England may have exceeded expectations on Friday when they dismantled Montenegro, but automatic qualification still rests on securing victory against Poland.
Poland were unfortunate in their 1-0 defeat to Ukraine, punished by Andriy Yarmolenko for a basic individual defensive error- unrepresentative of their performance- which more than matched Ukraine.
This could be the last time Waldemar Fornalik takes charge of Poland, and with a staggering 18,000 Poles making the trip to Wembley, there’s sure to be an intensity about the game.
Fornalik has stated that he’s only thinking ‘of the points and a win… nothing else will do’, and with Dortmund duo Robert Lewandowski and Jacub Blaszczykowski leading their line, England will need to be on guard against a resurgent side.
It would be surprising if Roy Hodgson changed his system too dramatically given its vindication on Friday.
That said, Kyle Walker is now suspended and will be replaced by either Phil Jones or Chris Smalling. Jack Wilshere may be given a start (potentially on the left as opposed to in midfield), while Michael Carrick may be preferred to Frank Lampard to partner Steven Gerrard in the centre.
Out wide, Andros Townsend repaid the faith shown in him with a strong performance, and tactically made a decent impact on England’s play. With Danny Welbeck cutting in from the left and Daniel Sturridge dropping surprisingly deep, the centre of the pitch became congested.
Montenegro’s holders sat deep in front of their back four, and England looked one dimensional and uninspiring, unable to work any form of opening. Although we’ve become accustomed to Townsend cutting in on his left foot for Spurs this season, his ability to hug the touchline and stretch play opened Montenegro up, and this was the direct cause of Rooney’s opener and England’s breakthrough. It’s important that Hodgson maintains this attacking balance.
Dortmund’s duo of Blaszczykowski and Lewandowski will be perceived as Poland’s main threat, but Fornalik will suffer without their third counterpart Lukas Piszczek. Had Piszczek been fit, England might have had to make a plan to nullify the strength of Poland’s right flank, especially with Welbeck playing a relatively aggressive role further up the pitch on the left.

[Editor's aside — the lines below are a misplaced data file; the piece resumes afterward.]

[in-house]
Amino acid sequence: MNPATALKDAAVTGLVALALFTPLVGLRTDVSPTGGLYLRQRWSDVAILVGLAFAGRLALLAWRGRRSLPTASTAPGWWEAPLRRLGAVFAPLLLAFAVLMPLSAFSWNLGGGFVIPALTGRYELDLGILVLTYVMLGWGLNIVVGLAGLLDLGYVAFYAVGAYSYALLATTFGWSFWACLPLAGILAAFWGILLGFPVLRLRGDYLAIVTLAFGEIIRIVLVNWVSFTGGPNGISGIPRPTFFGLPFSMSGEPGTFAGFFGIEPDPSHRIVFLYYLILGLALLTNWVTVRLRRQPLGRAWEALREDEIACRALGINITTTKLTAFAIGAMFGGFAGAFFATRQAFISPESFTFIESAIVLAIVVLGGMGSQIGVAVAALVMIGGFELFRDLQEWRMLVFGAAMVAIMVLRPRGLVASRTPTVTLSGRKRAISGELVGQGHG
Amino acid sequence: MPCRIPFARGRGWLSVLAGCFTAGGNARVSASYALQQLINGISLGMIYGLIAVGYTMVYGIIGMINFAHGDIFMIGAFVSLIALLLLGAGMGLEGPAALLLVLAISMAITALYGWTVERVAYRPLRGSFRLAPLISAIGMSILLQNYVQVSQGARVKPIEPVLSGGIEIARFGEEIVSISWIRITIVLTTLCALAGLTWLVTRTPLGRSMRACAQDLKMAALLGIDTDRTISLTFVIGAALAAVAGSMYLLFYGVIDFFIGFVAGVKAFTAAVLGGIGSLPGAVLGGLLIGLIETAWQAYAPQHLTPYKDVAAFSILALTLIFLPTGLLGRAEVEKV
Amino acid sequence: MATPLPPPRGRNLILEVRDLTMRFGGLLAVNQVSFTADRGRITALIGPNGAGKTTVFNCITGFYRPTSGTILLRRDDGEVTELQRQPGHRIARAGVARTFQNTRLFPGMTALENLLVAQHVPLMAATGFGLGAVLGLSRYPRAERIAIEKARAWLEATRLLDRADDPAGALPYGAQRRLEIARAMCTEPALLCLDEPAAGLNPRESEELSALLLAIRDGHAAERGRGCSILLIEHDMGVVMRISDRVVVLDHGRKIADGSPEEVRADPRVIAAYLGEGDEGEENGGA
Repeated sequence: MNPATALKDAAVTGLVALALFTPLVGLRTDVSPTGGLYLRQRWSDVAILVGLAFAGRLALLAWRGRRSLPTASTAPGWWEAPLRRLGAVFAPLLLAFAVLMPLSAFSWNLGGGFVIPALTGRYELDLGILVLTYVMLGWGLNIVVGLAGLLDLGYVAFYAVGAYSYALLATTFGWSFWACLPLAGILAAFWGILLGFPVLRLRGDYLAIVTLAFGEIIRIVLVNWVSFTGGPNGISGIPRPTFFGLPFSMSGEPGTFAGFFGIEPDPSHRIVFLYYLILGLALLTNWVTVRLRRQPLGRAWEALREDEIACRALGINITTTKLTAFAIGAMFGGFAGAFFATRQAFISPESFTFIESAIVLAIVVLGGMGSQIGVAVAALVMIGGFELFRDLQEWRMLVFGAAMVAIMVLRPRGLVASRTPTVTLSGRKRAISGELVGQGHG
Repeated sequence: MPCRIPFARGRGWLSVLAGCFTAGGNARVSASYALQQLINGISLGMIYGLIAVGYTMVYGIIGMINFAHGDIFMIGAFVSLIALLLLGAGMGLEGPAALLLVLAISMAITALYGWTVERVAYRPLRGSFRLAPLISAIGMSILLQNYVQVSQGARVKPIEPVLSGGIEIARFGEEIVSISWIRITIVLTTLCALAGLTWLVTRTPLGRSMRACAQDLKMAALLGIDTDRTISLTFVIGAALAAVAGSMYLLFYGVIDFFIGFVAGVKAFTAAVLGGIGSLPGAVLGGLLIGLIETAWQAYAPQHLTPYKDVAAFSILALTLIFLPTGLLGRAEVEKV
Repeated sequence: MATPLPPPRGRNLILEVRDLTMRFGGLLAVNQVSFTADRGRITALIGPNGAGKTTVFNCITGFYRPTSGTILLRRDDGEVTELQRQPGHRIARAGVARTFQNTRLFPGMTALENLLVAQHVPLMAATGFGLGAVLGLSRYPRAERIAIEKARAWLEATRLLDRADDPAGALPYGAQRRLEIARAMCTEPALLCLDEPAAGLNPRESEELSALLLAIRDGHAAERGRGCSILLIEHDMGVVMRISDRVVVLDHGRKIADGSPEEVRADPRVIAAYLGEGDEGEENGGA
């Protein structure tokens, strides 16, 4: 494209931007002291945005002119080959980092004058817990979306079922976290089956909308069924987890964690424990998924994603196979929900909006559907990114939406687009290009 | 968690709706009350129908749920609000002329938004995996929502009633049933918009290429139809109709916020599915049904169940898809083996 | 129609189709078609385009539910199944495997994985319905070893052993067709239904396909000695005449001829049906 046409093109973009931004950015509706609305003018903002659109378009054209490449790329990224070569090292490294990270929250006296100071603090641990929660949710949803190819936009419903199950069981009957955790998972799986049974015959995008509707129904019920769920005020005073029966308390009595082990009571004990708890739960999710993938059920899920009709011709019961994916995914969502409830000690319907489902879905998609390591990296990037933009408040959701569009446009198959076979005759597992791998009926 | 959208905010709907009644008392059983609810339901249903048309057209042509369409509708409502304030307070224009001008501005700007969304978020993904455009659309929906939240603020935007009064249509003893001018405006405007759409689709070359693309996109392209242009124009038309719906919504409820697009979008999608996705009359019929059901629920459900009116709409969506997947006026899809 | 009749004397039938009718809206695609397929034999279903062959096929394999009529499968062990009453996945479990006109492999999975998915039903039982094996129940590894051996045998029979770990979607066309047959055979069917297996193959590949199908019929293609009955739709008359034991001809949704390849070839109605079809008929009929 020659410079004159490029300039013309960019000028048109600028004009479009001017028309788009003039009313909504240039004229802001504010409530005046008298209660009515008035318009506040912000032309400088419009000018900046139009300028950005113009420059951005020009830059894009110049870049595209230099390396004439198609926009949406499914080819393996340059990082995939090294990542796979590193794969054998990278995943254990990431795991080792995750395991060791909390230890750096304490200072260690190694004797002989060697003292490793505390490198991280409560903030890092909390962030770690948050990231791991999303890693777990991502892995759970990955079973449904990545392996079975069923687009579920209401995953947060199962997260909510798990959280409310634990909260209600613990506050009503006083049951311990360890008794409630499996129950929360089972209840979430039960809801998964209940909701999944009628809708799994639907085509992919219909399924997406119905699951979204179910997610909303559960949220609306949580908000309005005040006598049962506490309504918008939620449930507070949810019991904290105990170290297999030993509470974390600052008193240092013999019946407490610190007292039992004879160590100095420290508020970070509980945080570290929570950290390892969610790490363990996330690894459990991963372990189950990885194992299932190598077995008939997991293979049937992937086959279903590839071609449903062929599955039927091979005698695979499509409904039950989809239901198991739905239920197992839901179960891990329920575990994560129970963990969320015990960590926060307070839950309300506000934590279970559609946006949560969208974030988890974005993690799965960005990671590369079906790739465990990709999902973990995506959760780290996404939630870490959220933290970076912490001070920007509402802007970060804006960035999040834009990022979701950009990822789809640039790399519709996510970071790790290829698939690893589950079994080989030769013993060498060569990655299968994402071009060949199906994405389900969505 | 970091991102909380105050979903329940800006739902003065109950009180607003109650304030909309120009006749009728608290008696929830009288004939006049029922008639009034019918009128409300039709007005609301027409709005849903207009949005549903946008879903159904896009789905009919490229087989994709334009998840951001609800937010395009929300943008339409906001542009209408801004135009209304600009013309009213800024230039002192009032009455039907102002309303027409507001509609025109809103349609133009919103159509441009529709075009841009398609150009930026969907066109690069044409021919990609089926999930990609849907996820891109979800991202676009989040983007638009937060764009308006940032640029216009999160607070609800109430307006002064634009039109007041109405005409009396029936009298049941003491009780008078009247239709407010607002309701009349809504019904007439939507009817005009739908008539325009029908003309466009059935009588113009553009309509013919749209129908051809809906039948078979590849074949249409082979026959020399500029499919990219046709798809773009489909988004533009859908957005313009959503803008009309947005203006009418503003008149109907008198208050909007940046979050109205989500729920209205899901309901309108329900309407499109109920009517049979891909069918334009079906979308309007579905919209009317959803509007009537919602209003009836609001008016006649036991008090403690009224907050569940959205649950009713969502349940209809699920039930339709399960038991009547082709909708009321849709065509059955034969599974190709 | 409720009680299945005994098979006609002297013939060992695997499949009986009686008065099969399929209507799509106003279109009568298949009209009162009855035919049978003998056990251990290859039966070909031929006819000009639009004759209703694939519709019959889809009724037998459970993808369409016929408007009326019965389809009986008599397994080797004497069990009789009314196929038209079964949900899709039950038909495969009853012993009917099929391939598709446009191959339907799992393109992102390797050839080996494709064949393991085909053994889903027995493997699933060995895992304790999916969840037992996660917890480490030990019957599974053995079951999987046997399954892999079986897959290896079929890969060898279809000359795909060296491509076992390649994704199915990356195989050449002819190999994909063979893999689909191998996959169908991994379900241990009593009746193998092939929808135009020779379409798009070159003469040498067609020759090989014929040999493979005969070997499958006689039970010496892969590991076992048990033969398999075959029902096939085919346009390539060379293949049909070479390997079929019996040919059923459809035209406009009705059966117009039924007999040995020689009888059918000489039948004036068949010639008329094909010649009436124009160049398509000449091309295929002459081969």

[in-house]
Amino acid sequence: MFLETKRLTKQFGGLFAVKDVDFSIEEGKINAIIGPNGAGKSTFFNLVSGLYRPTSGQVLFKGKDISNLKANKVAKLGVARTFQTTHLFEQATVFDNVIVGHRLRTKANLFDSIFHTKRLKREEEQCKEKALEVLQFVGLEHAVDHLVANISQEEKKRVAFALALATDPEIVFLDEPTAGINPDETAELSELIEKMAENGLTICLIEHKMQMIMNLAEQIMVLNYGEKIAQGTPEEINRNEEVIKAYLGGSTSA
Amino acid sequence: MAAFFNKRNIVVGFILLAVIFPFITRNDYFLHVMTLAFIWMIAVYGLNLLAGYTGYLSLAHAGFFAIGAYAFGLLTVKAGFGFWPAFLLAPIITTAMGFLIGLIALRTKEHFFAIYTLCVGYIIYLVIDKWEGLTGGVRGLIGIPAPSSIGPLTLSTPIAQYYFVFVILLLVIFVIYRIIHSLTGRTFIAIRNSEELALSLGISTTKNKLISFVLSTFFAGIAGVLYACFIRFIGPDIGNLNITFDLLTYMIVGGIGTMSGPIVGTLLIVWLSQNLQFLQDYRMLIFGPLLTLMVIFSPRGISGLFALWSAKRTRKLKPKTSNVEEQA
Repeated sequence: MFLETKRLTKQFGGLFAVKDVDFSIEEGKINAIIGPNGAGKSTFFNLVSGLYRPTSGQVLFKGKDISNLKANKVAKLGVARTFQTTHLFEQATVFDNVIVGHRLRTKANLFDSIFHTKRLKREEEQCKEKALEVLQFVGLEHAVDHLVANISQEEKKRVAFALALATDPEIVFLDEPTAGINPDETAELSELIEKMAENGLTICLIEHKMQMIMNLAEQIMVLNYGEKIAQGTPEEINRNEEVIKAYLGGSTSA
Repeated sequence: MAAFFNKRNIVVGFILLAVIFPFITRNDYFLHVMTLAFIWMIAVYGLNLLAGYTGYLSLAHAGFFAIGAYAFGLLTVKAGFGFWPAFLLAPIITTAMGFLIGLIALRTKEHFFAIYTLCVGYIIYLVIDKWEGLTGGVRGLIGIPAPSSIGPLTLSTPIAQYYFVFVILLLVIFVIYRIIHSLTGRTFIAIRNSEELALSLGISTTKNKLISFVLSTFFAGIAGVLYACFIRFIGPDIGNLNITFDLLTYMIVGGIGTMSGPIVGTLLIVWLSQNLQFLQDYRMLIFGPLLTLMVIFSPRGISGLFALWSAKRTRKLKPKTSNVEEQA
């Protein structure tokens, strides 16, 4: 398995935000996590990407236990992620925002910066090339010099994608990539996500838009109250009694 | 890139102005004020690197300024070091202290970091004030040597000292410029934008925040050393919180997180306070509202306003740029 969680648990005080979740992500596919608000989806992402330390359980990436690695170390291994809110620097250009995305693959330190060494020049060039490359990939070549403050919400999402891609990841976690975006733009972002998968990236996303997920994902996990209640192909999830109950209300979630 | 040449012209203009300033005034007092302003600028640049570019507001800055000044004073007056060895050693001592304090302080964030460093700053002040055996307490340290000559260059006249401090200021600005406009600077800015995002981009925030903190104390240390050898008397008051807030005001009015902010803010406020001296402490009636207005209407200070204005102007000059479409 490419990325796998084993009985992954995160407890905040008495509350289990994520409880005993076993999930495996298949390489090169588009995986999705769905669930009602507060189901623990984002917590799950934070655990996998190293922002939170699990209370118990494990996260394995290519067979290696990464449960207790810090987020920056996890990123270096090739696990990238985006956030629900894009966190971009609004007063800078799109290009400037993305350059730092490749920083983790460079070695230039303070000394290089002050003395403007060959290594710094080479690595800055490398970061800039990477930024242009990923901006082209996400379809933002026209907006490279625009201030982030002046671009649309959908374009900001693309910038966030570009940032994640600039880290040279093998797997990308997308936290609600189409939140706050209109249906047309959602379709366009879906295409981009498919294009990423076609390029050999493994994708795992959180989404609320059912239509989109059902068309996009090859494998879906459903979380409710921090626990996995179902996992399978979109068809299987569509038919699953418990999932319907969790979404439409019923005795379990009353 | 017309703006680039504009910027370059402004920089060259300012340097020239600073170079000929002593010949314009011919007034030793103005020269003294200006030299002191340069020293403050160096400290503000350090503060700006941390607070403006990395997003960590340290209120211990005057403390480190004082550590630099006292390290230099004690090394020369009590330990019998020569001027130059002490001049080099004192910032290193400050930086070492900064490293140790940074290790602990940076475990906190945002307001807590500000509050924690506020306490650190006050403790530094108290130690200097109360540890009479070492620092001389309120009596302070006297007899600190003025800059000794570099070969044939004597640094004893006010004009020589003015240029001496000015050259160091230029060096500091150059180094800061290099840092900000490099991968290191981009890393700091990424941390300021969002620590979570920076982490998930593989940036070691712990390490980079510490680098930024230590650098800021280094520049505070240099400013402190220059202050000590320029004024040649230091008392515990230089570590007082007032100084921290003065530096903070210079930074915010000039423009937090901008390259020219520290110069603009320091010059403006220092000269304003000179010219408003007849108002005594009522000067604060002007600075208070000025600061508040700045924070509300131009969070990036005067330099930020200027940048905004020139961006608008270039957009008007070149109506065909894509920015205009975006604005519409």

Since the return of Luiz Suarez to Liverpool, Brendan Rodgers has spoke of his desire to play both him and Sturridge as ‘9 and a halfs’, both capable of leading the line and dropping into space. The term ‘9 and a half’ is an excellent way of describing Lewandowski’s movement. In England’s 1-1 draw in Warsaw last October, Lewandowski came so deep to get the ball that he nearly looked like he’d been asked to perform as a false 9. If Fornalik plays a 4-4-2 again, then strike partner Waldemar Sobota will have space to work with, particularly if Gary Cahill and Phil Jagielka become too hung up on tracking Lewandowski’s runs up the pitch.
Elsewhere, Southampton’s Artur Boruc will probably maintain his starting spot ahead of Wojciech Szczesny in goal, while holder Eugene Polanski could return to keep a watchful eye on Wayne Rooney at the foot of Poland’s midfield.
Leighton Baines will have to keep a watchful eye on Blaszczykowski when surging forward. Against Ukraine, Blaszczykowski (despite being right footed) tended to cut inside with great pace before offloading the ball, and Baines will need to show him down the flank away from danger. If England can nullify Poland’s right flank, then Lewandowski will lose his primary creator, and become starved of the ball.
If Lewandowski does become starved of the ball (a likely outcome given the fact England will probably outnumber Poland in the centre of midfield and therefore dominate possession), then expect the striker to drop deeper and deeper into midfield to grow into the game. If this does happens, then (a) Cahill and Jagielka mustn’t be drawn out with him leaving space in behind and (b) Steven Gerrard (and whoever partners him) need to keep England in a coherent shape of two banks of four to maintain a rigid defensive mould.
A defensive minded England is what we’ve come to expect from England under Roy Hodgson’s tenure. His decision to express his anxiety about the match in his pre match conference might be suggestive of a slightly more conservative approach to this game. That said, England simply have a far superior team to Poland in nearly every position. Providing they don’t let the occasion get to them, there’s no reason at all to doubt their advancements to Brazil next summer.